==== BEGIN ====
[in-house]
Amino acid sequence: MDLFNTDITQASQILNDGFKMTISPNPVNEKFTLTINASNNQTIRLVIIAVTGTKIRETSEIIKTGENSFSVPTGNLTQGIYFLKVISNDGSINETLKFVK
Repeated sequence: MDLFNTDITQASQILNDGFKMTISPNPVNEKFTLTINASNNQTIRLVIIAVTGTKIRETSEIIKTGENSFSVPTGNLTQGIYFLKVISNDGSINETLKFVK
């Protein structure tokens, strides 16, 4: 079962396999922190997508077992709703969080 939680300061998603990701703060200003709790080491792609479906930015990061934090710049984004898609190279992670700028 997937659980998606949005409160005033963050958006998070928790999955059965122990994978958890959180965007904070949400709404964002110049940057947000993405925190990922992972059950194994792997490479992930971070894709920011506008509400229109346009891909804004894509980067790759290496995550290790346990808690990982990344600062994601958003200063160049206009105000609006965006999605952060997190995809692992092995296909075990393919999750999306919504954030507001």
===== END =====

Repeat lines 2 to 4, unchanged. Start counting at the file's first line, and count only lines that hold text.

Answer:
Amino acid sequence: MDLFNTDITQASQILNDGFKMTISPNPVNEKFTLTINASNNQTIRLVIIAVTGTKIRETSEIIKTGENSFSVPTGNLTQGIYFLKVISNDGSINETLKFVK
Repeated sequence: MDLFNTDITQASQILNDGFKMTISPNPVNEKFTLTINASNNQTIRLVIIAVTGTKIRETSEIIKTGENSFSVPTGNLTQGIYFLKVISNDGSINETLKFVK
């Protein structure tokens, strides 16, 4: 079962396999922190997508077992709703969080 939680300061998603990701703060200003709790080491792609479906930015990061934090710049984004898609190279992670700028 997937659980998606949005409160005033963050958006998070928790999955059965122990994978958890959180965007904070949400709404964002110049940057947000993405925190990922992972059950194994792997490479992930971070894709920011506008509400229109346009891909804004894509980067790759290496995550290790346990808690990982990344600062994601958003200063160049206009105000609006965006999605952060997190995809692992092995296909075990393919999750999306919504954030507001």